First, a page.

This is a Hardy poem for barren February in England. Hardy habitually linked the cold with thorns. It is about some flowers from Italy, withering in England. I like the line "Old sunny haunts of Classic thought" as a description of Italy. When we turn south into Italy, descending from the Alps, through Bregaglia, just above Chiavenna, and see that more intense, life-giving sun, I recall that the Alps are a boundary of the European techtonic plate and that Italy sits on the African plate: the Alps are their collision. I am nearing "the roots of thought" too: the fount of civilisation. So did Thomas Hardy, clearly.
Sunned in the South, and here to-day;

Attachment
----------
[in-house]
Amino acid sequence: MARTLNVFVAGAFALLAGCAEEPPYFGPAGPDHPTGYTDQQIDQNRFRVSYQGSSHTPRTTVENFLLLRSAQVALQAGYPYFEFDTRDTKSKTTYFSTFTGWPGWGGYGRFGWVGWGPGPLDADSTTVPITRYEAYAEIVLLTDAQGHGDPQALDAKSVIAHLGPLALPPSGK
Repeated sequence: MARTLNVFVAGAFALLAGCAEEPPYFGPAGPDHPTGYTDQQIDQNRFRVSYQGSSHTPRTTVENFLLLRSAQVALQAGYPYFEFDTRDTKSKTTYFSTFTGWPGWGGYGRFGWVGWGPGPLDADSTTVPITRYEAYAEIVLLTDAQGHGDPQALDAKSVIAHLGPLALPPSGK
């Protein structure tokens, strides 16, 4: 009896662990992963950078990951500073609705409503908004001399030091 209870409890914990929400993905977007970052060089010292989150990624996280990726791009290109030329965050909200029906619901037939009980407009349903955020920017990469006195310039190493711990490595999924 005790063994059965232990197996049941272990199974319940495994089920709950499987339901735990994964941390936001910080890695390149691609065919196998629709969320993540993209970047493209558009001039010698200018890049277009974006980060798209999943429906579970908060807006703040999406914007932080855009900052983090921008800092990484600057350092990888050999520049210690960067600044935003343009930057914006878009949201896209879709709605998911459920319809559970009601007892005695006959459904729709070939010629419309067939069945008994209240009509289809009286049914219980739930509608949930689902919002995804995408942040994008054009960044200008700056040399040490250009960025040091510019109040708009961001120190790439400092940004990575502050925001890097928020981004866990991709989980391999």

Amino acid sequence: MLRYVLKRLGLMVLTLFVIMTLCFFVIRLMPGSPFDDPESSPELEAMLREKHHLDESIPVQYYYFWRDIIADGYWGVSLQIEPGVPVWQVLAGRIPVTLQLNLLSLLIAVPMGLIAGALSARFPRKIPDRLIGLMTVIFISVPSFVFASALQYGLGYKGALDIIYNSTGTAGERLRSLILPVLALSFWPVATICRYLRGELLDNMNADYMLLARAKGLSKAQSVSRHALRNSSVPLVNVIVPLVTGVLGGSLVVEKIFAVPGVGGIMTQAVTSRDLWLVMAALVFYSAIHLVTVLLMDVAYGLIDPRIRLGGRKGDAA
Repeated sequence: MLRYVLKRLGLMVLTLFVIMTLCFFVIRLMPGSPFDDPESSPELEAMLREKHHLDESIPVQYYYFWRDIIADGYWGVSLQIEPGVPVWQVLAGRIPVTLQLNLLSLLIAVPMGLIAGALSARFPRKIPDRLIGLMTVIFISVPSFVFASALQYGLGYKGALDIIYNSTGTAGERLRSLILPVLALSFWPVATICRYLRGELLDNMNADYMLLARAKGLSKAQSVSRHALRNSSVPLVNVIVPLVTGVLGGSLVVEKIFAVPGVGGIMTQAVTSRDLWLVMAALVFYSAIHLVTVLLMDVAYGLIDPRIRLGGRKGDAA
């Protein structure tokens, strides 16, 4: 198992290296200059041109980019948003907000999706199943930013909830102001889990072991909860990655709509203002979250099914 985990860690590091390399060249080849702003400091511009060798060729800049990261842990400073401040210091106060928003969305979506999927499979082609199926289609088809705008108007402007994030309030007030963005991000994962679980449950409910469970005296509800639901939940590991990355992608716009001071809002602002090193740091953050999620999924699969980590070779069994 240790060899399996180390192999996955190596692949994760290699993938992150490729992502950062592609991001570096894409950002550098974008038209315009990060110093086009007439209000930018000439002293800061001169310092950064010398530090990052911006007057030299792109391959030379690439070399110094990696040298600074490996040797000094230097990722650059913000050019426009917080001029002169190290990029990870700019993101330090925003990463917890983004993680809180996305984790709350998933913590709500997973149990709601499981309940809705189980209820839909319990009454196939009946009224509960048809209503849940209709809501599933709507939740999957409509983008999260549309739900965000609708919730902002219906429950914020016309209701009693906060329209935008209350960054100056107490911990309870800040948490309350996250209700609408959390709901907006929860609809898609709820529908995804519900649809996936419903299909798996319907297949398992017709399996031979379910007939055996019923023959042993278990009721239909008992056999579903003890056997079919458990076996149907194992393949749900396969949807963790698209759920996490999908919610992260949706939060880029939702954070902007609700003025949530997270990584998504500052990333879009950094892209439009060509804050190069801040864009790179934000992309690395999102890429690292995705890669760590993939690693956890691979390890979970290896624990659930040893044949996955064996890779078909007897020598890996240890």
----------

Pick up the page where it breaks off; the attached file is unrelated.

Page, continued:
If all organic things
Be sentient, Flowers, as some men say,
What are your ponderings?
How can you stay, nor vanish quite
From this bleak spot of thorn,
And birch, and fir, and frozen white
Expanse of the forlorn?
Frail luckless exiles hither brought!
Your dust will not regain
Old sunny haunts of Classic thought
When you shall waste and wane;
But mix with alien earth, be lit
With frigid Boreal flame,
And not a sign remain in it
To tell men whence you came.